Story within a tale

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RACONTEUR: The sage tells the children his story from the days of Brahmadatha, King of Kasi.
RACONTEUR: The sage tells the children his story from the days of Brahmadatha, King of Kasi.


G. Sankara Pillai’s ‘Nizhal’ was staged to mark the birth anniversary celebration of the theatre doyen.

The birth anniversary celebration of theatre doyen G. Sankara Pillai brought back memories of the great dramatist and his contribution and that of his disciple the late Kochunarayana Pillai, founder president of the children’s theatre group. Staying true to the spirit of the theatre, formed in 1970, the play ‘Nizhal,’ scripted by G. Sankara Pillai, had children playing the characters.

Tales from yore

The 35-minute play tells us a story within a story. The curtain goes up to show an old woman in a corner with a brood of children around her. As their friends join them, they nag the ‘muthassi’ to tell them a story.

A sage steps into the scene and agrees to tell the children his story from the days of Brahmadatha, King of Kasi.

The sage narrates an incident that took place in the royal court of Brahmadatha. The queen has lost her necklace. Finally, soldiers spot the necklace at the bottom of a garden pond.

They empty the pond to retrieve the necklace but find that the necklace has vanished.

The furious king orders the pond to be re-filled. To his surprise he too sees the necklace lying deep in the pond.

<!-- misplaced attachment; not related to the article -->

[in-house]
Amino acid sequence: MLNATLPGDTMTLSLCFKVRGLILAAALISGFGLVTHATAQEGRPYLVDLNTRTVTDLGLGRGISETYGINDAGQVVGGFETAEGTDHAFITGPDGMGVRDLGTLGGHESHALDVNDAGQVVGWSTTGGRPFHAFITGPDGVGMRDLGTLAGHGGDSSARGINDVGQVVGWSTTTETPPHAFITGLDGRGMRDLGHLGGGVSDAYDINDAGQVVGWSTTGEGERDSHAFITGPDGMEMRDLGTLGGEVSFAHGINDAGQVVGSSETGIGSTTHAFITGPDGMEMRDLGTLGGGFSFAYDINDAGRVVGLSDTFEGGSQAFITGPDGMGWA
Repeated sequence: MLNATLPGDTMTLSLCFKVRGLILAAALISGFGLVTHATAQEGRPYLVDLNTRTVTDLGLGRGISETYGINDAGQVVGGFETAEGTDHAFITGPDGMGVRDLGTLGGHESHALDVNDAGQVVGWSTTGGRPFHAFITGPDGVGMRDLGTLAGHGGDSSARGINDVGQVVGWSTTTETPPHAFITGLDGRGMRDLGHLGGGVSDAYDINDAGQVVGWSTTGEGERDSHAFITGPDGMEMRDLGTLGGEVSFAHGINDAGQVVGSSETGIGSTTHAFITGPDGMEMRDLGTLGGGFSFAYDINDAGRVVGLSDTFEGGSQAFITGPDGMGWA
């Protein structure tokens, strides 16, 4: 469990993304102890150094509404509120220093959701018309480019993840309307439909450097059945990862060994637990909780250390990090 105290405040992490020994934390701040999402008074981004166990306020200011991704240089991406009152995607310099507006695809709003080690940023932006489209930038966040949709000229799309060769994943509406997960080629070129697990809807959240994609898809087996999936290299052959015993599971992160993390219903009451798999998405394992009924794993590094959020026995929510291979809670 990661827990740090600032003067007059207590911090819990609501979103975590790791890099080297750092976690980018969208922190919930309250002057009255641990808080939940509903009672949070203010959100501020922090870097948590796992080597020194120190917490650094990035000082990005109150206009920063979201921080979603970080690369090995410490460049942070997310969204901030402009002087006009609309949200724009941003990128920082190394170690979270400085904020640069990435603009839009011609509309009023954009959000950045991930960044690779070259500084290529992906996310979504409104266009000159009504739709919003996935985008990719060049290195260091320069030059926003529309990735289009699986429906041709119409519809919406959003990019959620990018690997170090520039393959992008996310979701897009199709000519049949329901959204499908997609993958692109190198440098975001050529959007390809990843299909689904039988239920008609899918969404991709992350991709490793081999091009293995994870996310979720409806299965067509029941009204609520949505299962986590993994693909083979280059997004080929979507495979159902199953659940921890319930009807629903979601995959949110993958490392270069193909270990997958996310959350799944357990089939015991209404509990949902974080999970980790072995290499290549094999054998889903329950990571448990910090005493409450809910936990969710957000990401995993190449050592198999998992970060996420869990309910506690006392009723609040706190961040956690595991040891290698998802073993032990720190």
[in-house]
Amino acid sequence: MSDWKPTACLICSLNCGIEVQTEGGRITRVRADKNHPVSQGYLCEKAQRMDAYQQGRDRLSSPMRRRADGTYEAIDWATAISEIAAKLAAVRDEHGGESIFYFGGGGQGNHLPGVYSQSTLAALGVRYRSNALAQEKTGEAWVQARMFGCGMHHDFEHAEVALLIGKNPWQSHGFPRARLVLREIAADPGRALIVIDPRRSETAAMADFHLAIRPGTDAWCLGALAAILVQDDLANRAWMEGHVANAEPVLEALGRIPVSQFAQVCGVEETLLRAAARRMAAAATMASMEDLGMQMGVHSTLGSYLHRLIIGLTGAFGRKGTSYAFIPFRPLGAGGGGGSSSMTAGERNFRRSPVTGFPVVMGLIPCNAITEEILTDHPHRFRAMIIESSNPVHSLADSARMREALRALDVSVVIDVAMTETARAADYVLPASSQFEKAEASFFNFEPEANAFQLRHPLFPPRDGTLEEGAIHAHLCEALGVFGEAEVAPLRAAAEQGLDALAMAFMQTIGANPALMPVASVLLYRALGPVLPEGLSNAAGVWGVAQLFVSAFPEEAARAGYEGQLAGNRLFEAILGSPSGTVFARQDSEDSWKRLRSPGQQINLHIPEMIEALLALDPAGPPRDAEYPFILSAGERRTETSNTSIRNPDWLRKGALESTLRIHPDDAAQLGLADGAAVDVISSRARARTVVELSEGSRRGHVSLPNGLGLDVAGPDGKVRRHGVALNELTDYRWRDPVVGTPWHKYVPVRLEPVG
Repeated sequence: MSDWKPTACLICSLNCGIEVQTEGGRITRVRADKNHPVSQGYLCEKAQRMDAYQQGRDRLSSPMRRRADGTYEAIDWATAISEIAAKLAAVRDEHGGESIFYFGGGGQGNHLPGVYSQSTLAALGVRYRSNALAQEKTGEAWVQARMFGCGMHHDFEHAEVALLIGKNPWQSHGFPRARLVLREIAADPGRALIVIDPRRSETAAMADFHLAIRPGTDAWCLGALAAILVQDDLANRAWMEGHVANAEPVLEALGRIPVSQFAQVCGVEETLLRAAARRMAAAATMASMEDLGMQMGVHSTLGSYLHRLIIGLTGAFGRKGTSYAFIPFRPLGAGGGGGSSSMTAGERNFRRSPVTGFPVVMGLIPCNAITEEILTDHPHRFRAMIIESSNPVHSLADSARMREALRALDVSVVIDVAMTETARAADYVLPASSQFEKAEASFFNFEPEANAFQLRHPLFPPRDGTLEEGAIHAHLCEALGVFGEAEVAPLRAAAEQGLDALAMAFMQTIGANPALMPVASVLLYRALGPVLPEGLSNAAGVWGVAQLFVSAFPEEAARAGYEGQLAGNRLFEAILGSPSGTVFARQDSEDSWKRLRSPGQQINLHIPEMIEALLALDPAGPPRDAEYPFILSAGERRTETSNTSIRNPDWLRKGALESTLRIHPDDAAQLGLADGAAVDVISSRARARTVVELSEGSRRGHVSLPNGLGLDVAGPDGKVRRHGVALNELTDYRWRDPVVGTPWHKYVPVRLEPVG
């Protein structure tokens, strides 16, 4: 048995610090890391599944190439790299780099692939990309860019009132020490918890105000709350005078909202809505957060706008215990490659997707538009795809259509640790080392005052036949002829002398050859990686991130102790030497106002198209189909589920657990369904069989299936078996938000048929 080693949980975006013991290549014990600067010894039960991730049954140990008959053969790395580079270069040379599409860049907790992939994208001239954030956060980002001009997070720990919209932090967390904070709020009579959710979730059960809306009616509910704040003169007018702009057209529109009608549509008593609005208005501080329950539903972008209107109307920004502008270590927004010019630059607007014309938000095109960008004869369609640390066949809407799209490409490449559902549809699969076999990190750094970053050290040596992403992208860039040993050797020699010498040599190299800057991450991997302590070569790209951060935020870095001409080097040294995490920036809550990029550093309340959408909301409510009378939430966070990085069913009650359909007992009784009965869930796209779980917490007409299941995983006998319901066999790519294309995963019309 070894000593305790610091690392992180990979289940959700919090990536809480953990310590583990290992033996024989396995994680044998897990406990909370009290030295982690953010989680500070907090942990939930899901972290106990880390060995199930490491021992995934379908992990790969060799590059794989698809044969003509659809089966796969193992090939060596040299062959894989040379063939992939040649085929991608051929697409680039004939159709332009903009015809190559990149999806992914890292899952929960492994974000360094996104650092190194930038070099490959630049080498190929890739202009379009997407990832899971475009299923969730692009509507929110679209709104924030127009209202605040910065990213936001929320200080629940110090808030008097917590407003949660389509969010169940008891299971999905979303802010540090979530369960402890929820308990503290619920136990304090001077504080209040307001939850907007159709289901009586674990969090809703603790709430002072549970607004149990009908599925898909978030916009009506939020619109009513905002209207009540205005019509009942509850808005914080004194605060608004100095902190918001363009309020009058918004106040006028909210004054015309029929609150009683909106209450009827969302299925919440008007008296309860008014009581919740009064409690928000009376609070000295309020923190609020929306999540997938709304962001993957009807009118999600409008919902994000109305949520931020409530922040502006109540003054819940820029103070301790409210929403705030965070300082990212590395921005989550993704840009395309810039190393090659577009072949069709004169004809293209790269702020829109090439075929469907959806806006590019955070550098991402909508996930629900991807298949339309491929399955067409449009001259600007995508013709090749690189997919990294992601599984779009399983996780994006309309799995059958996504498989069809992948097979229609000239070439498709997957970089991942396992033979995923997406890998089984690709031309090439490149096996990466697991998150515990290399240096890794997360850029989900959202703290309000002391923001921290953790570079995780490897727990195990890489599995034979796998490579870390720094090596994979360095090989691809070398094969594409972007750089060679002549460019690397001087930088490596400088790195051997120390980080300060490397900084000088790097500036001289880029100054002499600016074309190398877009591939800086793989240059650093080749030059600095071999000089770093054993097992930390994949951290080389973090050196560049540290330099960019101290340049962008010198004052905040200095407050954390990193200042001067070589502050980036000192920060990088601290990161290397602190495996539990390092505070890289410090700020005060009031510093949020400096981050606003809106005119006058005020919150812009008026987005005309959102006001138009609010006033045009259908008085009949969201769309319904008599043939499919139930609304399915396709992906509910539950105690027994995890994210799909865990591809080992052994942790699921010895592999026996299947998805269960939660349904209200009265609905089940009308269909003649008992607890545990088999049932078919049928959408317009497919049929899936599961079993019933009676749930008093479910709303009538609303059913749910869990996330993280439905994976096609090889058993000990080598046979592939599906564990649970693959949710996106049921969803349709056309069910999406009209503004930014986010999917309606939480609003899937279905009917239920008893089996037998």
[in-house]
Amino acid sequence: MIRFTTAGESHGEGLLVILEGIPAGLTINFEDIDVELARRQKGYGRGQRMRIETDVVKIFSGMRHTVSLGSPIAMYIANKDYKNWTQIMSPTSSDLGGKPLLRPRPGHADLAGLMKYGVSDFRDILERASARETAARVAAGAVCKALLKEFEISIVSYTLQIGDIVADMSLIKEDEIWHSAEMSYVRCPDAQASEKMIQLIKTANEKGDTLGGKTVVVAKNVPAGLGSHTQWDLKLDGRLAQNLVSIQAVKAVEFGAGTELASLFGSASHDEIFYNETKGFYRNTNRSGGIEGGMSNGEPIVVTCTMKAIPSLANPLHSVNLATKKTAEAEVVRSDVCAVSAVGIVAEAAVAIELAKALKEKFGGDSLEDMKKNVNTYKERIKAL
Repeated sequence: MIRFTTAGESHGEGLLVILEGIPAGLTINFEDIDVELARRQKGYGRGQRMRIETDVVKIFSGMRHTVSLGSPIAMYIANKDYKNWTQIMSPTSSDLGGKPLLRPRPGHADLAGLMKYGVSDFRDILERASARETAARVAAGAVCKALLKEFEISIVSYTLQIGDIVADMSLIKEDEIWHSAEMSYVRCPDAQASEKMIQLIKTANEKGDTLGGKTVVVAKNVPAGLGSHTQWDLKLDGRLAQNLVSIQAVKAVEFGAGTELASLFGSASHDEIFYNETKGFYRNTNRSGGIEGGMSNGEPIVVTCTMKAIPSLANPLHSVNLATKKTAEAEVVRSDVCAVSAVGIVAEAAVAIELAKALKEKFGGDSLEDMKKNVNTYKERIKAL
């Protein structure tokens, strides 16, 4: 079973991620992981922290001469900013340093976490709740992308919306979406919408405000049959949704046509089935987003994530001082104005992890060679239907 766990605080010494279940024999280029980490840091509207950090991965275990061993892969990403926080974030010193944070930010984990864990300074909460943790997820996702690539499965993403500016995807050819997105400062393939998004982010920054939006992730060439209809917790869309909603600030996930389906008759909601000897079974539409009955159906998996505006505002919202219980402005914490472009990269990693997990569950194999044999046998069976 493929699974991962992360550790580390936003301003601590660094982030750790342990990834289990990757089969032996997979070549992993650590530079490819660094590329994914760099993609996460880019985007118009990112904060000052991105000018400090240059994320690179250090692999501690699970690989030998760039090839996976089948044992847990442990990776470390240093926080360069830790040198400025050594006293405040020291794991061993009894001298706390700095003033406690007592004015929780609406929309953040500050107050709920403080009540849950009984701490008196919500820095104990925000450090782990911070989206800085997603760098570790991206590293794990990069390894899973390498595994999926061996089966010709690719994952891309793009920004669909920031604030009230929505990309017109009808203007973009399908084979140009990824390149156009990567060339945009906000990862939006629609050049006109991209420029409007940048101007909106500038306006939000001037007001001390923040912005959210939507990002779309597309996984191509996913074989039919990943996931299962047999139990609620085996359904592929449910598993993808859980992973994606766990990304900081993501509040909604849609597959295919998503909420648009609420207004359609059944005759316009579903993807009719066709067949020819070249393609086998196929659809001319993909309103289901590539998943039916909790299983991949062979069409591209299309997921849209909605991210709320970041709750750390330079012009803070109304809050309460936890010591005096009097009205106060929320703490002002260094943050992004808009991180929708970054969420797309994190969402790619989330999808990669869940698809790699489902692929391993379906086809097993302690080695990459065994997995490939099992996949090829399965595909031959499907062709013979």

Dumbfounded, the king seeks the help of a sage who is in deep meditation in the garden. The sage is the same person narrating the story to the children

“Men are blind,” he says, “they go after shadows and reflections forgetting the real treasures of life.”

The sage tells the king that the necklace they see is a reflection of the ornament that is hanging high on a bough above the pond.

The message behind the story is easy enough for a child to understand as the sage points out that people see what is just before their eyes, forgetting what is beyond. The dance and song sequences blend into the story with ease, particularly in the scene that shows the pond being refilled.

The children used the properties convincingly, evoking the visual of water flowing into the empty pond. The children’s theatrics were excellent.

The two soldiers, played by Anu Samban and Anand, charmed the audience with their comic routine. Harish as the sage and Keerthi Krishna as the muthassi also performed well.

Thirty-six children donned various roles in the play.

Even the occasional faux pas by the children and a few affected dialogues evoked only smiles among the viewers as they watched the children acting out their roles with verve. Anil Kumar, who directed the play and trained the children during a two-week camp, says: “It was challenging, but the thrill in polishing the talents in children has always been a motivating factor.”

The play was staged at Rangaprabhath, Venjaramoodu, Thiruvananthapuram.



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